By Mike Huss, senior employment law specialist, Peninsula
Q What are the Working Time Regulations?
A The Working Time Regulations were introduced in 1998 to implement the European Working Time Directive. They make provisions governing various aspects of working hours and holidays, including limiting the number of hours per week that a worker can be forced to work. They provide statutory minimum entitlements to paid annual leave, daily and weekly rest periods and rest breaks. Since their introduction, the regulations have resulted in confusion over who is covered by them. At one time, the Department of Trade and Industry believed non-mobile workers in the transport sector were covered, and that mobile workers in other sectors were exempt. Both views were subsequently shown to be incorrect.
Q What developments are planned regarding this area of the law?
A This August, the Working Time Regulations 1998 will be amended to implement the provisions of a later European directive, known as the Horizontal Amending Directive. Once amended, the regulations will cover all non-mobile workers in the road, sea, inland waterway and sea fishing sectors. The regulations will also apply to all workers in the railway and offshore sectors and to some in the aviation sector. Some provisions will also cover mobile workers in the road transport sector.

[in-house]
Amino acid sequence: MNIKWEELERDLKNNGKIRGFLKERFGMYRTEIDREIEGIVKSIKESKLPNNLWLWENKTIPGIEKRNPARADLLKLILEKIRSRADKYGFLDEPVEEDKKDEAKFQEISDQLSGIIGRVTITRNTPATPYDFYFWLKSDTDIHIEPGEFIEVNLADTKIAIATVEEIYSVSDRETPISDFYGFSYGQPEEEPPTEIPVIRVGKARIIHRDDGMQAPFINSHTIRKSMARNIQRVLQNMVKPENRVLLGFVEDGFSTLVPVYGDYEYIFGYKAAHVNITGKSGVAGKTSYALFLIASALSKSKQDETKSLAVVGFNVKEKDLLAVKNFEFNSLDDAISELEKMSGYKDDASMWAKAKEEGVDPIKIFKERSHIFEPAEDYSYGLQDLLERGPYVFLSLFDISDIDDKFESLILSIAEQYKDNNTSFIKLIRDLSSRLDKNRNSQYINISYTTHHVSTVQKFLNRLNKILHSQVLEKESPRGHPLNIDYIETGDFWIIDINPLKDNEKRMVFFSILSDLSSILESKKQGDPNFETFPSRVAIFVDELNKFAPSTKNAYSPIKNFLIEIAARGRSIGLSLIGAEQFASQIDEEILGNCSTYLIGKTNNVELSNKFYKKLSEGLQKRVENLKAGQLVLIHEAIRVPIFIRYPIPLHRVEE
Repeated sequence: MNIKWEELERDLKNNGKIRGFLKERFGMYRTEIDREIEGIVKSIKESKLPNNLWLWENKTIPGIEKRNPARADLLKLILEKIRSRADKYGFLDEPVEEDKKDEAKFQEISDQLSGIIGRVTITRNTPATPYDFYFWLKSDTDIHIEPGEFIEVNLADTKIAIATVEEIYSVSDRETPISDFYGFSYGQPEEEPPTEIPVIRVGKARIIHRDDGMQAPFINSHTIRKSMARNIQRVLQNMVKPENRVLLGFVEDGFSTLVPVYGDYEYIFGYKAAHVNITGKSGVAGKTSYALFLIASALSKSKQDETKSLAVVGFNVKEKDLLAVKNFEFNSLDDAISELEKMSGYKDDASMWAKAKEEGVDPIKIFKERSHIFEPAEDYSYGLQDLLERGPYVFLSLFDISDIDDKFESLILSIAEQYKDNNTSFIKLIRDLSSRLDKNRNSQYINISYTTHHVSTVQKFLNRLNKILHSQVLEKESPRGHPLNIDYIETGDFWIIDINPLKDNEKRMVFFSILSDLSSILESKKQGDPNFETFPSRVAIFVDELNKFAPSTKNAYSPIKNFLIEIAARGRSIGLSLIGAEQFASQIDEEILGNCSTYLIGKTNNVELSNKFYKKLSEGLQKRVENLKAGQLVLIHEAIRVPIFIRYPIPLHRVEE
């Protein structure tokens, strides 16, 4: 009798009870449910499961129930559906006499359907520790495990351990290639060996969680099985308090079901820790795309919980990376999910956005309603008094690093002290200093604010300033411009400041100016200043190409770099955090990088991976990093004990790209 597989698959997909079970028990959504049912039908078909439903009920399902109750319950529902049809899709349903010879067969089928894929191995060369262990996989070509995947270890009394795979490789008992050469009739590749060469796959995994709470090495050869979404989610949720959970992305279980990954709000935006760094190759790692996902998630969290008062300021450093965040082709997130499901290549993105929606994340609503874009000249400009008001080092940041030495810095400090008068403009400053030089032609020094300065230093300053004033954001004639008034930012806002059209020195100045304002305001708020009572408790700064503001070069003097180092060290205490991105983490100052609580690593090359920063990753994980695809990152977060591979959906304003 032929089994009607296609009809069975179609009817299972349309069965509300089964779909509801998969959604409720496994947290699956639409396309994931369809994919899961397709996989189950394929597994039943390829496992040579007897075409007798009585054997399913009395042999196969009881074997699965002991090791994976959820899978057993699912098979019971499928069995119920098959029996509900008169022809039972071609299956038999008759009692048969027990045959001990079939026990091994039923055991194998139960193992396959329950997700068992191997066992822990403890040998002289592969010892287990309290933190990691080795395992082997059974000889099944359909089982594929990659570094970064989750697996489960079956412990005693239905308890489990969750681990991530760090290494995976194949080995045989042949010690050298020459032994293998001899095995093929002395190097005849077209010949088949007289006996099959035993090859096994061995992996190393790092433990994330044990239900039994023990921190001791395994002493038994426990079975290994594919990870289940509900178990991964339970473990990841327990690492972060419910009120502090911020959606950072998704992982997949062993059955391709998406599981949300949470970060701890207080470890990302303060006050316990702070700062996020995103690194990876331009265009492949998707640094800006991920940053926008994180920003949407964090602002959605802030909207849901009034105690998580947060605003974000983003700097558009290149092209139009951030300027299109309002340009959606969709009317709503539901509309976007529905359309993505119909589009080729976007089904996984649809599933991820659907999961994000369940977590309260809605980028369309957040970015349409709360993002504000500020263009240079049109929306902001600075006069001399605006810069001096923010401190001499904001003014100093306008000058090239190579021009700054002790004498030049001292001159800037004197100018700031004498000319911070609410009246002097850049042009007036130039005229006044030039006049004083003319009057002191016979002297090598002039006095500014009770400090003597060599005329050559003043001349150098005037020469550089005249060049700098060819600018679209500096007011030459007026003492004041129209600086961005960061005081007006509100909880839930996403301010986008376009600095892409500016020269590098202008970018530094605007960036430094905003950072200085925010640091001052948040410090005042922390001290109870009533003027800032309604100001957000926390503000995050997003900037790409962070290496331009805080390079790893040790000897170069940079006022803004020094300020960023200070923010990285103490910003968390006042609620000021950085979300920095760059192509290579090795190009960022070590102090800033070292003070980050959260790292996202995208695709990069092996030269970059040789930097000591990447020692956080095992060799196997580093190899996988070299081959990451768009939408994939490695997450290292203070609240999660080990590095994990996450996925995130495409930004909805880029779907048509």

The Merchant Shipping Act has already been amended and new regulations introduced to implement the Seafarers' Directive. Further sector specific regulations will be implemented in August relating to mobile workers in the inland waterway and sea fishing sectors. Other legislation will be introduced in December to govern the working time of mobile personnel in the civil aviation sector, and to implement the Road Transport Directive by March 2005. The provisions contained in these sector-specific regulations are different to those in the 1998 Regulations.
Q My company is in the road transport sector. How will the planned changes affect us?
A The biggest impact for most companies operating in the road transport sector is likely to be holidays. All workers in this sector will be entitled to a minimum of four weeks paid leave per year, with effect from August. This will result in a direct increase in costs for companies that currently offer less than four weeks holiday. They could also face new administrative